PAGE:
Roles of the human occupant in indoor chemistry

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Over the last decade, influences of the human occupant on indoor chemistry have been investigated in environments ranging from simulated aircraft cabins to actual classrooms. We have learned that ozone reacts rapidly with constituents of skin surface lipids on exposed skin, hair, and clothing, substantially reducing indoor ozone concentrations but increasing airborne levels of mono-and bifunctional compounds that contain carbonyl, carboxyl, or alpha-hydroxy ketone groups. Moreover, occupants transfer skin oils to and shed skin flakes (desquamation) onto indoor surfaces. Evidence for the presence of skin flakes/oils has been found in airborne particles, settled dust, and wipes of indoor surfaces. These occupant residues are also anticipated to scavenge ozone and produce byproducts. Under typical conditions, occupancy is anticipated to decrease the net level of oxidants in indoor air. When occupants scavenge ozone, the level of SOA derived from ozone/terpene chemistry decreases; the fraction of SVOCs in the gas-phase increases, and the fraction associated with airborne particles decreases. Occupants also remove organic compounds, including certain chemically active species, via bodily intake. Studies reviewed in this paper demonstrate the pronounced influences of humans on chemistry within the spaces they inhabit and the consequences of these influences on their subsequent chemical exposures.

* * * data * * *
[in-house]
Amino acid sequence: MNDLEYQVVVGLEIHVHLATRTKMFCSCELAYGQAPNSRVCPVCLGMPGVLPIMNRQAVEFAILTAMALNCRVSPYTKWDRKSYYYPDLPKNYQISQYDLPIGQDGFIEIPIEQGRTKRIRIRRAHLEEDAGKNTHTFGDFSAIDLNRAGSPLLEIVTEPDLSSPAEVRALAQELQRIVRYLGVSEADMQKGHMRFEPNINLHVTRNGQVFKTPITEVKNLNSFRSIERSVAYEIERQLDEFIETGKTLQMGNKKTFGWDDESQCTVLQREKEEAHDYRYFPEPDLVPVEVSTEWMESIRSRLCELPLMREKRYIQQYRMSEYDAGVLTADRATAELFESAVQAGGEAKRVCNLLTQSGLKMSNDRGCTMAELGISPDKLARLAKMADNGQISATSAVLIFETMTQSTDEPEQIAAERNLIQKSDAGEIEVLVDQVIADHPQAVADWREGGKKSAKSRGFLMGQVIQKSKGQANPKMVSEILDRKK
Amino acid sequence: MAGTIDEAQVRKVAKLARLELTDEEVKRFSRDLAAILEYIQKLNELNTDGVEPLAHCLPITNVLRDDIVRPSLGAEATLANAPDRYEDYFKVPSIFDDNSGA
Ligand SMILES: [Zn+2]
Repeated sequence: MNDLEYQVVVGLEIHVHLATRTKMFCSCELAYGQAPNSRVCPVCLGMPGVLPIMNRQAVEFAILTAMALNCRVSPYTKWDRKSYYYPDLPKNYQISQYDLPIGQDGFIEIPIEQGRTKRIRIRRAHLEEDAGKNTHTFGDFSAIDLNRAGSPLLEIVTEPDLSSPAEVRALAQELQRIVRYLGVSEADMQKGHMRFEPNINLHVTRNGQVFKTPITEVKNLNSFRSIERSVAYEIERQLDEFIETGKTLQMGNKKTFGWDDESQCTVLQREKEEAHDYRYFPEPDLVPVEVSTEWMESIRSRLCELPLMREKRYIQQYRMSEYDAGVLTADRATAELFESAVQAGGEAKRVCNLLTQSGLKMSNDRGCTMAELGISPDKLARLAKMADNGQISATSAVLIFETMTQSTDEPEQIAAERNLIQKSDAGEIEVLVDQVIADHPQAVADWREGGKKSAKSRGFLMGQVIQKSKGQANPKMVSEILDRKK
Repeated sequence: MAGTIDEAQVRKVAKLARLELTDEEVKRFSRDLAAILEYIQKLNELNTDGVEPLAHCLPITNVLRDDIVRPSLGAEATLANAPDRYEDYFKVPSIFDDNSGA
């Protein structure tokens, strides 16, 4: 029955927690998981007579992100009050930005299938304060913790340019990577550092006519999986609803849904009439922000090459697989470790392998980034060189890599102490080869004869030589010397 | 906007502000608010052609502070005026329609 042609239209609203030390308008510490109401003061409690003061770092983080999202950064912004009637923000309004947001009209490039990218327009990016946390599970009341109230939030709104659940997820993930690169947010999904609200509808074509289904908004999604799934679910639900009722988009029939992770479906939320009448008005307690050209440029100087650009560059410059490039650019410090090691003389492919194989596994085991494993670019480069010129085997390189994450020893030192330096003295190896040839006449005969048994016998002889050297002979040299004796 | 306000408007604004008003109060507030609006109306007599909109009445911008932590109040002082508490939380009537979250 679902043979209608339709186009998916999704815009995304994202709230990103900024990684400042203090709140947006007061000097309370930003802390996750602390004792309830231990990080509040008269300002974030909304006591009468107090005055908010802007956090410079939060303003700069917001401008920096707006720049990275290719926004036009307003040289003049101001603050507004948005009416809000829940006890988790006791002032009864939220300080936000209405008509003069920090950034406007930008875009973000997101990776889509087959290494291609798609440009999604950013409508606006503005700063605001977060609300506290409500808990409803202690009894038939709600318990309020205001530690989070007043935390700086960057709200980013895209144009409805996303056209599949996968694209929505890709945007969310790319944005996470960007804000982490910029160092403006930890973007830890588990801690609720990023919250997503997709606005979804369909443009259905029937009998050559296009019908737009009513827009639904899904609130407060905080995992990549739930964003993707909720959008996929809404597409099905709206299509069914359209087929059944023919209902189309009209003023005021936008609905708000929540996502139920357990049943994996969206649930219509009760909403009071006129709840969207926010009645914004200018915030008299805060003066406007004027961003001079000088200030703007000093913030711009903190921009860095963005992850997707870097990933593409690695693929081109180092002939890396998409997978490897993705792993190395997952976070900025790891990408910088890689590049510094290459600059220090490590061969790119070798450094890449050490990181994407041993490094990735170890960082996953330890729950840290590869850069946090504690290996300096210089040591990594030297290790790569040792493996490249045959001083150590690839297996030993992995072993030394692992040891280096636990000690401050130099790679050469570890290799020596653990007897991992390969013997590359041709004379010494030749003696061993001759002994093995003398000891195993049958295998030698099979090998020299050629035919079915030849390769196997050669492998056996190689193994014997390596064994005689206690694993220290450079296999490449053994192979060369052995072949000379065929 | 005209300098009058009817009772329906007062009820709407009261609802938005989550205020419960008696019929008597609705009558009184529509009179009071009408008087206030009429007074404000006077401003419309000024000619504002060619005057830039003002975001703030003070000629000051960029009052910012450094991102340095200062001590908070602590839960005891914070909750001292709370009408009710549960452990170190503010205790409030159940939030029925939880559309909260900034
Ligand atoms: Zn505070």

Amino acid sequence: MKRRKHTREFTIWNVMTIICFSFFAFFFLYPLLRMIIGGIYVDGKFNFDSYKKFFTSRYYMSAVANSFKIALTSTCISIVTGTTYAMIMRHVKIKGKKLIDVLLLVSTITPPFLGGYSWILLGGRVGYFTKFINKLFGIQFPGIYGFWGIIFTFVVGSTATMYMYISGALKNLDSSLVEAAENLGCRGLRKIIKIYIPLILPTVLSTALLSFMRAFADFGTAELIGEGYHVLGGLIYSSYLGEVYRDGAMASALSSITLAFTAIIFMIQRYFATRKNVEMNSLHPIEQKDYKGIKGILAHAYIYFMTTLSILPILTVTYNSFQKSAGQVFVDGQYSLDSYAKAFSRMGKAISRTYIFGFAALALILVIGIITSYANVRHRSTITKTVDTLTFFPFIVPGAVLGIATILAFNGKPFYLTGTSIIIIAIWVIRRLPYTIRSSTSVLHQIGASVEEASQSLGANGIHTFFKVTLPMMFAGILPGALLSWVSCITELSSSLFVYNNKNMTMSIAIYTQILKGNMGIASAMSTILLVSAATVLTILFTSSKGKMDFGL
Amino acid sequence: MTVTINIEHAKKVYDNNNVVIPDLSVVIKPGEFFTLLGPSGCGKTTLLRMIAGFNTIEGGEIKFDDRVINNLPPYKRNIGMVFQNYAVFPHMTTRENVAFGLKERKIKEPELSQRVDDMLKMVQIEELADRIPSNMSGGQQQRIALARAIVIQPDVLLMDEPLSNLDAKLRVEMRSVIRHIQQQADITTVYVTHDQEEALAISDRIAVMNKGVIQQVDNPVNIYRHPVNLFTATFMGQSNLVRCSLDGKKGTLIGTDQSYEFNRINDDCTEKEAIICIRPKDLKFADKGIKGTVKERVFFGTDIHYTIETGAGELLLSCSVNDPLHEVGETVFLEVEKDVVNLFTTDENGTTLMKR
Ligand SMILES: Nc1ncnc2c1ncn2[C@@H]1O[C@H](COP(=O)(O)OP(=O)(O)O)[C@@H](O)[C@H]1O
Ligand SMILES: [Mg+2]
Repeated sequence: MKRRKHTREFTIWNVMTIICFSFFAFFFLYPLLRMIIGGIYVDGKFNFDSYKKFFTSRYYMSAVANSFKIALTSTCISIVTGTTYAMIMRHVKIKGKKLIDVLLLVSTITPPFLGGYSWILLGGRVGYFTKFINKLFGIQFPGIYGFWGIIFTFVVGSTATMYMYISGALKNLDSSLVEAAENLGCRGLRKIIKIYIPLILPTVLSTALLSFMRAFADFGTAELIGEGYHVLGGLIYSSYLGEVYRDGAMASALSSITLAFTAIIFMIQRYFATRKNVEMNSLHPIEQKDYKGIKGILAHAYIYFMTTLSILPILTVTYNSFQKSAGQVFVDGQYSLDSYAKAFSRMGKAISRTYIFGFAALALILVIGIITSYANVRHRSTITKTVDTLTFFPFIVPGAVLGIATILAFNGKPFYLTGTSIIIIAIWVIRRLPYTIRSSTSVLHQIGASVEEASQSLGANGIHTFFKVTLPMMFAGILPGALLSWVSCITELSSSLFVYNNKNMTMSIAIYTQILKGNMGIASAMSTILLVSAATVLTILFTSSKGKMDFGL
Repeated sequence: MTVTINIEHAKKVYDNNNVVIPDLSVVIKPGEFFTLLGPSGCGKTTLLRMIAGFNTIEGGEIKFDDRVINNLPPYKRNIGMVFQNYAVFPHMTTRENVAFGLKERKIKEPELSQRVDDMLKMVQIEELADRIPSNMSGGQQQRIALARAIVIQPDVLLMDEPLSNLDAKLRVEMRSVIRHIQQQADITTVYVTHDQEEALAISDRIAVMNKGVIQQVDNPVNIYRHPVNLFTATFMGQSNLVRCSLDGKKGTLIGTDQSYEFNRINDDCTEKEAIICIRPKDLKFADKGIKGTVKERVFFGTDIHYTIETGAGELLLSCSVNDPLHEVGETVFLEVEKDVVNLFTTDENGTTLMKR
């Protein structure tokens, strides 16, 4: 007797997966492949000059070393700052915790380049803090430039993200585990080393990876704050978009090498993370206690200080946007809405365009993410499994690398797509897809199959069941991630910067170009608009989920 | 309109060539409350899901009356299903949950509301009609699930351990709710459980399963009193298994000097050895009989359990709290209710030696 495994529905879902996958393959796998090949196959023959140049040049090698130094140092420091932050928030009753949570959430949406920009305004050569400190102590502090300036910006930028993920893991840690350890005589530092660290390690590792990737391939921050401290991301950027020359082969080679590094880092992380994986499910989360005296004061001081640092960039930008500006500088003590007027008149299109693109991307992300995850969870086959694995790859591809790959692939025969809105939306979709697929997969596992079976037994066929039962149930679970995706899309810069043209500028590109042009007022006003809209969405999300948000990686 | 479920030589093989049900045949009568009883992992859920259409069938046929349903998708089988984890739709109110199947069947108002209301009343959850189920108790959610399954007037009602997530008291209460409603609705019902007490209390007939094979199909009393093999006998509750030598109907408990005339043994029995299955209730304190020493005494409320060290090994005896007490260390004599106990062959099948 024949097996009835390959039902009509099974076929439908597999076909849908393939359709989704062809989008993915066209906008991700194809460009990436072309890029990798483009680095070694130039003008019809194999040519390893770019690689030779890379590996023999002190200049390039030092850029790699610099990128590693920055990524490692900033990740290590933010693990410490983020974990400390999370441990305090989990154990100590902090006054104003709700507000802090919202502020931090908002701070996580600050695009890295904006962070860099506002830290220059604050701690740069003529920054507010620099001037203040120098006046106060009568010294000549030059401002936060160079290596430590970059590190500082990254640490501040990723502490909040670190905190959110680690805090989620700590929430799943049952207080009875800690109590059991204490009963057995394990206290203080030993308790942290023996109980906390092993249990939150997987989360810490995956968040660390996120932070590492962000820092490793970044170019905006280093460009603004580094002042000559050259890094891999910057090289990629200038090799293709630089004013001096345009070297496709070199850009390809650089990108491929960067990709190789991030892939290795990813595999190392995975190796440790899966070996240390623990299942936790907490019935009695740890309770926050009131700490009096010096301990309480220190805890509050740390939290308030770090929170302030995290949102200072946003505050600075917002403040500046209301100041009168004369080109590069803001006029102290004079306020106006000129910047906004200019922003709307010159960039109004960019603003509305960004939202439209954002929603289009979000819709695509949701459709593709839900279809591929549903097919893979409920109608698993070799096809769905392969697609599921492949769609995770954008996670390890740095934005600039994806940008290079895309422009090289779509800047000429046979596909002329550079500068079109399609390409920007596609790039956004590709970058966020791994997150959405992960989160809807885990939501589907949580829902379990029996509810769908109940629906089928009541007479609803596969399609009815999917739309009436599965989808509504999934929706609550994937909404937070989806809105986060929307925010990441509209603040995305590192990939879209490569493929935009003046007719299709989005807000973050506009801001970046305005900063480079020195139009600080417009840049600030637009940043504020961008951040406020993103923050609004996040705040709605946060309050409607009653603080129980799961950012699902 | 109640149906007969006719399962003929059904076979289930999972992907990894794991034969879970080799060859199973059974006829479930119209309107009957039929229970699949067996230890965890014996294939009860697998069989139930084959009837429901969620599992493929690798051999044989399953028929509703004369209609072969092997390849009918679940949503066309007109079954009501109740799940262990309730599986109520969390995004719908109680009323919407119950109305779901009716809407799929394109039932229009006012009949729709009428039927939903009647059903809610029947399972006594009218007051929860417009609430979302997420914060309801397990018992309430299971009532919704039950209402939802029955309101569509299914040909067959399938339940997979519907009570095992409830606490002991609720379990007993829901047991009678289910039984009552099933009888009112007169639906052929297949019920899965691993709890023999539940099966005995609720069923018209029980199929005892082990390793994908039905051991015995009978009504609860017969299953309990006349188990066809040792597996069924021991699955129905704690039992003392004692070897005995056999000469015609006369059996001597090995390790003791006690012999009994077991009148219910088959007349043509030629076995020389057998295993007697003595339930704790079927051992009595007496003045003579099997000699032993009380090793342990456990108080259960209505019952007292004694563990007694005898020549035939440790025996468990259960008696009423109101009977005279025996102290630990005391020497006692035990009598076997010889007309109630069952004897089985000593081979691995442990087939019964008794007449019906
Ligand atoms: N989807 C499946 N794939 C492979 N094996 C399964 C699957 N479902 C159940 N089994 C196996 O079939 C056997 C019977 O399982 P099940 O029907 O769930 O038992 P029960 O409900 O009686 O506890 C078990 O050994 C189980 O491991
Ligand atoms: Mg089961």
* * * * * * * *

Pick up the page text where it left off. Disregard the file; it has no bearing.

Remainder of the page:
Original languageEnglish
JournalIndoor Air
Issue number1
Pages (from-to)6-24
Number of pages19
Publication statusPublished - 2016


  • Criegee mechanism
  • Desquamation
  • Fatty acids
  • Ozone
  • Skin lipids
  • Squalene


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